I set up this blog to keep tabs on my progress in the field of being a very very amateur filmmaker. I will not pretend to know what I am doing, but I intend to stumble blindly on and see if I can actually achieve anything in this field. Maybe my mistakes might be of interest to someone... maybe not. I can't say why I've decided to do this, it had always been a pipe dream I had entertained since I was a teenager. But one week, aged 27, I seemed to have awaken with a burning desire to make no-budget films and shorts. I had no experience whatsoever. I began to devour books by low budget directors and guerilla filmmakers, and I spent a few days researching cameras before I spent £300 on a Panasonic NV-GS330, a 3 CCD miniDV camcorder. I was working in a bookstore at the time, not exactly earning the big money, so I opted for something affordable and well reviewed (Although as I browse around, it seems plenty of people hate this camera too) because there was every possibility that I was in the grip of heartfelt but short lived new-hobbyitis. So the camera is hardly a pro choice, but hell, if you can't work with what you've got, then you don't have what it takes anyway.

As for putting the footage together, I started with iMovie (such a great program) and am currently learning Final Cut Express. They have both served me very well.

So I took my camera to work and assembled some of my colleagues. We'd shoot small videos of ourselves messing around at work. One guy had a great realistic airsoft guns he'd imported from Japan. We went online and bought some cheap neon airsoft rifles and spray painted them black. We took them to work along with a samurai sword I bought on ebay for my flatmate, sneaked into a poster tube. After we locked the store up and the manager went home for the night, we let ourselves back in with my girlfriend in tow (assistant director!), deactivated the alarm and we just played around with the camera in the back room after hours, a huge cavernous room with bare brick walls and a dusty floor, throwing home made fake blood around and doing a practice run for a crappy but fun idea about guys with swords and guns fighting zombies. I didn't care that it was stupid as hell, I just wanted to see if the camera worked. Unfortunately the back room was only lit by a single fluorescent tube so the video quality was ass. Also unfortunately, I got caught by the manager who was a great guy, but was highly concerned that I was bringing guns to work and trespassing after hours on the property. It probably didn't help that me and some of the guys from work spent 30 minutes of work time shooting up some old damaged books (High School Musical - who wouldn't want to shoot Zac Efron) with my new airsoft rifle. We were encouragable oafs.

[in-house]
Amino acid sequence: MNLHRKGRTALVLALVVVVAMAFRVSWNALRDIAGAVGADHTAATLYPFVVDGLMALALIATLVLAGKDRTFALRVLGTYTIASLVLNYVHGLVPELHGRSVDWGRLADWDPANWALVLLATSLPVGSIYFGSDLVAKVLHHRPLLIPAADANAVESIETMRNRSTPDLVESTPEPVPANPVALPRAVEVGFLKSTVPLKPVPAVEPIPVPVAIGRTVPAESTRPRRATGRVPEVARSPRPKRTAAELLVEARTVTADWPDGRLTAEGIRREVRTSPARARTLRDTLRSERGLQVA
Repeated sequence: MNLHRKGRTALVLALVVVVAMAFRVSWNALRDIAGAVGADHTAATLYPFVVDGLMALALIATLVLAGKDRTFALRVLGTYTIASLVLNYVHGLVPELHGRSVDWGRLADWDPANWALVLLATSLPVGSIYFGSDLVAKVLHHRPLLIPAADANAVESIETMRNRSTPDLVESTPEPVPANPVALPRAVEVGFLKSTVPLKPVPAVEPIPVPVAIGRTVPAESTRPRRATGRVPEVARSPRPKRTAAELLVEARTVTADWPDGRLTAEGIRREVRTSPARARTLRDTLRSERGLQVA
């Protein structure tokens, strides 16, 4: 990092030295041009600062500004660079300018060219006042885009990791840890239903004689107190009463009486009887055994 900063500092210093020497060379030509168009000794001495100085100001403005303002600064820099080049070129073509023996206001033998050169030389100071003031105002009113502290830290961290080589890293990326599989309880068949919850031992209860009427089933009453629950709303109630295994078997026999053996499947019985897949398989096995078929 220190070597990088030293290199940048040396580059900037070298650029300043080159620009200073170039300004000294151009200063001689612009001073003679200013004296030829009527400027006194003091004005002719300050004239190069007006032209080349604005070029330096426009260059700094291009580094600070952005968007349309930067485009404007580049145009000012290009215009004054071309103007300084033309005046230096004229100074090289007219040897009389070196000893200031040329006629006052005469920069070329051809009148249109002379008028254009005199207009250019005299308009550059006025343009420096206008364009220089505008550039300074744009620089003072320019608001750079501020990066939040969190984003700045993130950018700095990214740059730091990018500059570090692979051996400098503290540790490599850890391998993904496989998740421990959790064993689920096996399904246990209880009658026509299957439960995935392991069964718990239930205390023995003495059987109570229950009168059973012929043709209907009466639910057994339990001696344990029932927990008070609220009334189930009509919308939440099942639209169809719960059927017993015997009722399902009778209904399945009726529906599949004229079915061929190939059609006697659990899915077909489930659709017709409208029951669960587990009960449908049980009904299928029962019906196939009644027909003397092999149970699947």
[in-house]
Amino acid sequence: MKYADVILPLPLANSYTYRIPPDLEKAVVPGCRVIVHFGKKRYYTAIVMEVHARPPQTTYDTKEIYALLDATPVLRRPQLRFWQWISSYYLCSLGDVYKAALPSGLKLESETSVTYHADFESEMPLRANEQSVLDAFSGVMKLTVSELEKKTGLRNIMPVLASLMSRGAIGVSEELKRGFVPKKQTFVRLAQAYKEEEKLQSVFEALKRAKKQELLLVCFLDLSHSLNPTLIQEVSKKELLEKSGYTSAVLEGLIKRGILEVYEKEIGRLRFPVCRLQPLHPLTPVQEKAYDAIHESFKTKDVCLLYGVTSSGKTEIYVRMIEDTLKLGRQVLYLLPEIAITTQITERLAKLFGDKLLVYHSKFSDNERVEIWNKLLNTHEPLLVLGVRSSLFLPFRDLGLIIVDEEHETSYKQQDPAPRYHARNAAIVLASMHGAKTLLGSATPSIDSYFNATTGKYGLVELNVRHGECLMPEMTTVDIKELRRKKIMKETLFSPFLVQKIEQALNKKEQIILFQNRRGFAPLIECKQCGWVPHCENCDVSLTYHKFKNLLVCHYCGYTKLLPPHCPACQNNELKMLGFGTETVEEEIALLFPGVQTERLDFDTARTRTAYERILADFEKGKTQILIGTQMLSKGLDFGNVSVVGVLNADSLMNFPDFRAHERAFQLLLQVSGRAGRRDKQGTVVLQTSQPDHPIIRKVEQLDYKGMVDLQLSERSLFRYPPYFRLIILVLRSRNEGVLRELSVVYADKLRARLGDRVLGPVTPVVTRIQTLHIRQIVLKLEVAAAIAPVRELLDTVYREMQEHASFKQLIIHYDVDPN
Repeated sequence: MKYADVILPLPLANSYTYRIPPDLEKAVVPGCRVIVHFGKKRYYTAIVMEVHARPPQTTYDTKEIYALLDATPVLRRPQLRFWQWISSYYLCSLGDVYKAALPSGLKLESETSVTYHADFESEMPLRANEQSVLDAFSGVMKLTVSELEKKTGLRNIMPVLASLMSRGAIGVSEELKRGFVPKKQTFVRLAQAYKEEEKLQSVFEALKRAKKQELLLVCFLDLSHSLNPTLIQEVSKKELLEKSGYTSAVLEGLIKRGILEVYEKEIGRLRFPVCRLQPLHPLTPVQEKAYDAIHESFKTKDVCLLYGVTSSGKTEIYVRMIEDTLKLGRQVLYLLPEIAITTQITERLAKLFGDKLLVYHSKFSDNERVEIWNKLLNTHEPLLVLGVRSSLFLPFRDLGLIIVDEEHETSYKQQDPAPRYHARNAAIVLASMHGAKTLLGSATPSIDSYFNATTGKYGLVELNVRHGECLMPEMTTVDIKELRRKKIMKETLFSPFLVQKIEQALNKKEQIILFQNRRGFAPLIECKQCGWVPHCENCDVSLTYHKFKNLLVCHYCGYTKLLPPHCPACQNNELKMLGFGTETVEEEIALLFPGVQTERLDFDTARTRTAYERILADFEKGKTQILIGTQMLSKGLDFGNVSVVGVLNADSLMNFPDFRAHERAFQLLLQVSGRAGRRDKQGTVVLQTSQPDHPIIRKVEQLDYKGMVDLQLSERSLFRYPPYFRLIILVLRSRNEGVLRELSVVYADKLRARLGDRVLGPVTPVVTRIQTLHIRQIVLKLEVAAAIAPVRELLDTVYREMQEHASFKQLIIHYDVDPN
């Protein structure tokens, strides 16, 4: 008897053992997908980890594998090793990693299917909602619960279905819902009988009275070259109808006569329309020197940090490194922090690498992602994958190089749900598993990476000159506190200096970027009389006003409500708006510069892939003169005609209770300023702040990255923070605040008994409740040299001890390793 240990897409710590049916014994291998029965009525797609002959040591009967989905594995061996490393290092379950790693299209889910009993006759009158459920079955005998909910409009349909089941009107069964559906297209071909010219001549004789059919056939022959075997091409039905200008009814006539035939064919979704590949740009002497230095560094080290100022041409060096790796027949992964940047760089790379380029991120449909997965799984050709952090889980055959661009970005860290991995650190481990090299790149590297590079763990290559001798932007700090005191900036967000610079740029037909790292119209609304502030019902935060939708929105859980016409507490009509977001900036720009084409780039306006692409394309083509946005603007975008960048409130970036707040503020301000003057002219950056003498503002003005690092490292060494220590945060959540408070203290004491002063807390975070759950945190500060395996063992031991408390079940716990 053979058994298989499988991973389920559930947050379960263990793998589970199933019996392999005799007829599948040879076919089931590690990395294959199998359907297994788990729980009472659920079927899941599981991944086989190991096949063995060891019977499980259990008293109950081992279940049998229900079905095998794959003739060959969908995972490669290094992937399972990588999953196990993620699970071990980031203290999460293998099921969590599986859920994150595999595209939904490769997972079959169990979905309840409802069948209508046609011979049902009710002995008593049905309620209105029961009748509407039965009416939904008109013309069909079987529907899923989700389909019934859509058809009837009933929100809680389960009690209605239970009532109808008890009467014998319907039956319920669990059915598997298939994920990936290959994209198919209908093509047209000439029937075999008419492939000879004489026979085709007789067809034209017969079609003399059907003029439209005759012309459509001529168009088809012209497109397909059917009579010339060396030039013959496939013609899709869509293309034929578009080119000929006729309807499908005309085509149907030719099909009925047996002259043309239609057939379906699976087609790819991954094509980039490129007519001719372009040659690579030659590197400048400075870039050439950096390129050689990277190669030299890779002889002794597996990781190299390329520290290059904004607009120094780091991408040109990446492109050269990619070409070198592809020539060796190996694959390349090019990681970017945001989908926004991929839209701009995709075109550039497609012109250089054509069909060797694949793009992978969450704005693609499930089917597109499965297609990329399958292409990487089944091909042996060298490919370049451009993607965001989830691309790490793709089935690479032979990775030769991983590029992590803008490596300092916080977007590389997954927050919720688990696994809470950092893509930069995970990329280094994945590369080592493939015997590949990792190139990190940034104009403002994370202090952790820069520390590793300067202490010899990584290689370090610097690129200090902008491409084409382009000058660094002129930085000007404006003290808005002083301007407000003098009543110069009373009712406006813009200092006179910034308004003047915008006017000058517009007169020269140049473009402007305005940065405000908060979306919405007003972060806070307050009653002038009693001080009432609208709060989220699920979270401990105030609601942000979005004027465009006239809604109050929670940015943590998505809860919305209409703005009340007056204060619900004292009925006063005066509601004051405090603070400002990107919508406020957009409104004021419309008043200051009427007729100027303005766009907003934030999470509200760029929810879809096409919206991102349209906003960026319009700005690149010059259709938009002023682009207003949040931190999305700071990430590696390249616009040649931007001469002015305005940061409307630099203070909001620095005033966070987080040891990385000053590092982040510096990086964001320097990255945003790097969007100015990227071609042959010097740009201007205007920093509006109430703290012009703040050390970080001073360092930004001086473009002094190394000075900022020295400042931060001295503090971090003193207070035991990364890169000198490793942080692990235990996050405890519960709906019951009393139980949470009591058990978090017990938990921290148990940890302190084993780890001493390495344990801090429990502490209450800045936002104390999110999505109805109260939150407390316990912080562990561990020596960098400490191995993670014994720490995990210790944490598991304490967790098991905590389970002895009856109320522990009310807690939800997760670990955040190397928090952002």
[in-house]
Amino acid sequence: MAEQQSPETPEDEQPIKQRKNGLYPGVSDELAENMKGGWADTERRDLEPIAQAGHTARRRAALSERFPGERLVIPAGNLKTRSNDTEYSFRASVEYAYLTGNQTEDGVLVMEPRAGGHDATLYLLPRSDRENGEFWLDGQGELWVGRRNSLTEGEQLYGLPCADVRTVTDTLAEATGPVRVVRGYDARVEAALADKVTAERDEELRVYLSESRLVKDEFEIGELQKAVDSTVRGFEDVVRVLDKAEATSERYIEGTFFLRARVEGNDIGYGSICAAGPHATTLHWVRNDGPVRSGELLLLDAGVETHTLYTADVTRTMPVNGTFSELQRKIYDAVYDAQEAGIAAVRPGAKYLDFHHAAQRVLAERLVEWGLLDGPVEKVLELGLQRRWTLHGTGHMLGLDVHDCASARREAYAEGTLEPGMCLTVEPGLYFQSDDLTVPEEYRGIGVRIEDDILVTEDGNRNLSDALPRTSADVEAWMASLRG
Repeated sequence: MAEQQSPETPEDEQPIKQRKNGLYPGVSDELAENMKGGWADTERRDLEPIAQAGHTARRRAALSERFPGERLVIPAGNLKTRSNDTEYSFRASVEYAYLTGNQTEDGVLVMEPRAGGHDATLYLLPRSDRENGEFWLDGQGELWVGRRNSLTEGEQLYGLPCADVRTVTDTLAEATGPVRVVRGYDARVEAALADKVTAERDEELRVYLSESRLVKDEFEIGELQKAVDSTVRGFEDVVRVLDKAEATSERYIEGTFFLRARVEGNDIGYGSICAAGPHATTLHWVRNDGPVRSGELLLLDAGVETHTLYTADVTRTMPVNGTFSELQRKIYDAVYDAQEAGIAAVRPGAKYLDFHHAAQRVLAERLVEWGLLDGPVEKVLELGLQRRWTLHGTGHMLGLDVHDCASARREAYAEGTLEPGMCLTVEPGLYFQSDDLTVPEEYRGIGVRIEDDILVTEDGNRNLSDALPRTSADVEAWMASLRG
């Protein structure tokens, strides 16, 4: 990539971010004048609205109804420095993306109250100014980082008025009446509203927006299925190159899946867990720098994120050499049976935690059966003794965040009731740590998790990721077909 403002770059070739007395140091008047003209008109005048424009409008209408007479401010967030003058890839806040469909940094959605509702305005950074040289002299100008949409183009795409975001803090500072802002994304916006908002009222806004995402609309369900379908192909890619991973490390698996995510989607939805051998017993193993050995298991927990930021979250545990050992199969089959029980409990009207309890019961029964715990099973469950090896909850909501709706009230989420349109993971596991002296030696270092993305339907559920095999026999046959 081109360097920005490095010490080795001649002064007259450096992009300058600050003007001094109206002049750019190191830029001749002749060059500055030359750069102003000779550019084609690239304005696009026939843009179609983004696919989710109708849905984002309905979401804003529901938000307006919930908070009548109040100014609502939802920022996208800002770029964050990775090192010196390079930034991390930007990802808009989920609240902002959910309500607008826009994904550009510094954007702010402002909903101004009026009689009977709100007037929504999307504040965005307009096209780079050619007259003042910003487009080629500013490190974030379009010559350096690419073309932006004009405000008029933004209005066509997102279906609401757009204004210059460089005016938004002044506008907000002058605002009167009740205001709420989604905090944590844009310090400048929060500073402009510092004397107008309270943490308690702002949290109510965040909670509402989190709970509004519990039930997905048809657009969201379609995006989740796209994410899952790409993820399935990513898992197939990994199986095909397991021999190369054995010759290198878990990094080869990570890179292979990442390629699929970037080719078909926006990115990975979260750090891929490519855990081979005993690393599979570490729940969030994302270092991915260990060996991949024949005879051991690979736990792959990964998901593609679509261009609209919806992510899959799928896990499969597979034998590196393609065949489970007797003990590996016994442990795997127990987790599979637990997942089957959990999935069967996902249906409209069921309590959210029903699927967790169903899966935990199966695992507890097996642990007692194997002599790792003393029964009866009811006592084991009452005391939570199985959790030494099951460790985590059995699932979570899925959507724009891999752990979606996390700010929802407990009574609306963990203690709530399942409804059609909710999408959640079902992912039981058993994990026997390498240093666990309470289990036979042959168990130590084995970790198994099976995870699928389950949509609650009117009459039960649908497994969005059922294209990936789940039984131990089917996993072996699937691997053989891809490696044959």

I got suspended pending an investigation from head office and almost lost my job. I kept it by the skin of my teeth, but handed in my resignation while on suspension anyway, as I had received a new job offer. It was a hairy time, no-one wants to get fired with no savings and with rent to pay. But I managed to move into a new job and I managed to avoid getting fired. I worked my notice amicably and I miss everyone there.

I hardly ever see the guys from the bookstore, and our highly enthusiastic plans of making a terrible no-budget action movie (I was highly motivated by Robert Rodriguez' book Rebel Without A Crew) died a death. But I still had my camera, and I was just waiting for the right opportunity to come along.

But you can't just hang around. You need to get out there and start making things. I need to be more MOTIVATED. I need to get stuck in. That's why I've started this blog... to talk about getting started with zero experience and zero credentials. Hopefully somebody might find it interesting!!